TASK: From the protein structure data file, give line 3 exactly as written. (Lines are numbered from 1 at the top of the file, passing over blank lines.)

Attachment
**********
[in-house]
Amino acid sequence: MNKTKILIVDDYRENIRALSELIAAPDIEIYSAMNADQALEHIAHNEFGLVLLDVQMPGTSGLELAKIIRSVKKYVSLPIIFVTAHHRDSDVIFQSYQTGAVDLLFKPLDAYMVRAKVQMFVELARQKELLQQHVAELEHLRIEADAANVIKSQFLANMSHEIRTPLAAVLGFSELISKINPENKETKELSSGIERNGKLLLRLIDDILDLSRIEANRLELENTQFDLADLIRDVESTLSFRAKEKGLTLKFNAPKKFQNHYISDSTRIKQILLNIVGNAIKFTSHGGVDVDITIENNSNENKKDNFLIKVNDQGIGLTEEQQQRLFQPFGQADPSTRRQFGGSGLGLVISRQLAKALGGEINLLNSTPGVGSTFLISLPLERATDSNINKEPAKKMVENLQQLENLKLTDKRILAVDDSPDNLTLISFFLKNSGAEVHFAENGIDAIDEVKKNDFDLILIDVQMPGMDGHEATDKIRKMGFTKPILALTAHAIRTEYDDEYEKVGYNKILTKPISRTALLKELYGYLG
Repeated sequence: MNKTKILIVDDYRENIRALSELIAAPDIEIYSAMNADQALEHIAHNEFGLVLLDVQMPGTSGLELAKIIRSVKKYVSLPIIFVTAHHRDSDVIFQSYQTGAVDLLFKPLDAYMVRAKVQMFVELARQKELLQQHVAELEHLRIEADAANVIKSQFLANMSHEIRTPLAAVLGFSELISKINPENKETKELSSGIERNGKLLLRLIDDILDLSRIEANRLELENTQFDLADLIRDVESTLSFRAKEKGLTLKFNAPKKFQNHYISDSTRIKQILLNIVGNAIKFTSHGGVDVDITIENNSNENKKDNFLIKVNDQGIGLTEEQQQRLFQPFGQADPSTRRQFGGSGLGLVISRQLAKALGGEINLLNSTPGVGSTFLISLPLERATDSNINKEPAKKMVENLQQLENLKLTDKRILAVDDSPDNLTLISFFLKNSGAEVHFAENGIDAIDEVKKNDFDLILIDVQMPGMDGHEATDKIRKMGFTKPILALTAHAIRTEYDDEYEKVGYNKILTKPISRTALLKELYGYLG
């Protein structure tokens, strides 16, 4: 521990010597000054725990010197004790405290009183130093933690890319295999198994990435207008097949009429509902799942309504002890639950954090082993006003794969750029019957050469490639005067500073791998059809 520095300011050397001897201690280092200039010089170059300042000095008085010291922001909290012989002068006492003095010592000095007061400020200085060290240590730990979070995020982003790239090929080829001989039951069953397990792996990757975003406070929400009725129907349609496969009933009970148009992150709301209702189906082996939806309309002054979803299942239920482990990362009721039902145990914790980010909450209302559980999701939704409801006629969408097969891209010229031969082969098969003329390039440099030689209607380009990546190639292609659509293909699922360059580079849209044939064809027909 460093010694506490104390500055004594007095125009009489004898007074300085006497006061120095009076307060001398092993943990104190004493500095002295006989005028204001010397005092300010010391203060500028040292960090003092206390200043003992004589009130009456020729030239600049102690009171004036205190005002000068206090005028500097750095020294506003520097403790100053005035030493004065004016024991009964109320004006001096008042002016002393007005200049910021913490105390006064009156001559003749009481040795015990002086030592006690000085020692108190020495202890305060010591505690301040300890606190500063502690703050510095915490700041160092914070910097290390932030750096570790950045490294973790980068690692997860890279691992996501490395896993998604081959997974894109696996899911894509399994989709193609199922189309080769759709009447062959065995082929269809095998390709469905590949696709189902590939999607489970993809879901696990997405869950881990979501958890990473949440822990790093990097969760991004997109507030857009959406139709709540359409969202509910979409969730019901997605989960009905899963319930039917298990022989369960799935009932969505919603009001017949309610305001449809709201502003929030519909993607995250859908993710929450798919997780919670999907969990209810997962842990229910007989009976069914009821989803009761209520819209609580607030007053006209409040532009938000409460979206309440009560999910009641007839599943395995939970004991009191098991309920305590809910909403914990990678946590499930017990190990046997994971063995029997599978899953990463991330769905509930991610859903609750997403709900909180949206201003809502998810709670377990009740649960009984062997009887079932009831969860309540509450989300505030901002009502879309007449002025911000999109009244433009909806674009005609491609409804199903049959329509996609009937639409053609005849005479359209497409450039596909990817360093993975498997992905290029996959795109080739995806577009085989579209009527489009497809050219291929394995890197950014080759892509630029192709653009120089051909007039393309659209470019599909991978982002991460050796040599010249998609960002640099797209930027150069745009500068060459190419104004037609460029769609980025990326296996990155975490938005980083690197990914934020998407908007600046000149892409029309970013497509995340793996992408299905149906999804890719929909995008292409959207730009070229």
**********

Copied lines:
Repeated sequence: MNKTKILIVDDYRENIRALSELIAAPDIEIYSAMNADQALEHIAHNEFGLVLLDVQMPGTSGLELAKIIRSVKKYVSLPIIFVTAHHRDSDVIFQSYQTGAVDLLFKPLDAYMVRAKVQMFVELARQKELLQQHVAELEHLRIEADAANVIKSQFLANMSHEIRTPLAAVLGFSELISKINPENKETKELSSGIERNGKLLLRLIDDILDLSRIEANRLELENTQFDLADLIRDVESTLSFRAKEKGLTLKFNAPKKFQNHYISDSTRIKQILLNIVGNAIKFTSHGGVDVDITIENNSNENKKDNFLIKVNDQGIGLTEEQQQRLFQPFGQADPSTRRQFGGSGLGLVISRQLAKALGGEINLLNSTPGVGSTFLISLPLERATDSNINKEPAKKMVENLQQLENLKLTDKRILAVDDSPDNLTLISFFLKNSGAEVHFAENGIDAIDEVKKNDFDLILIDVQMPGMDGHEATDKIRKMGFTKPILALTAHAIRTEYDDEYEKVGYNKILTKPISRTALLKELYGYLG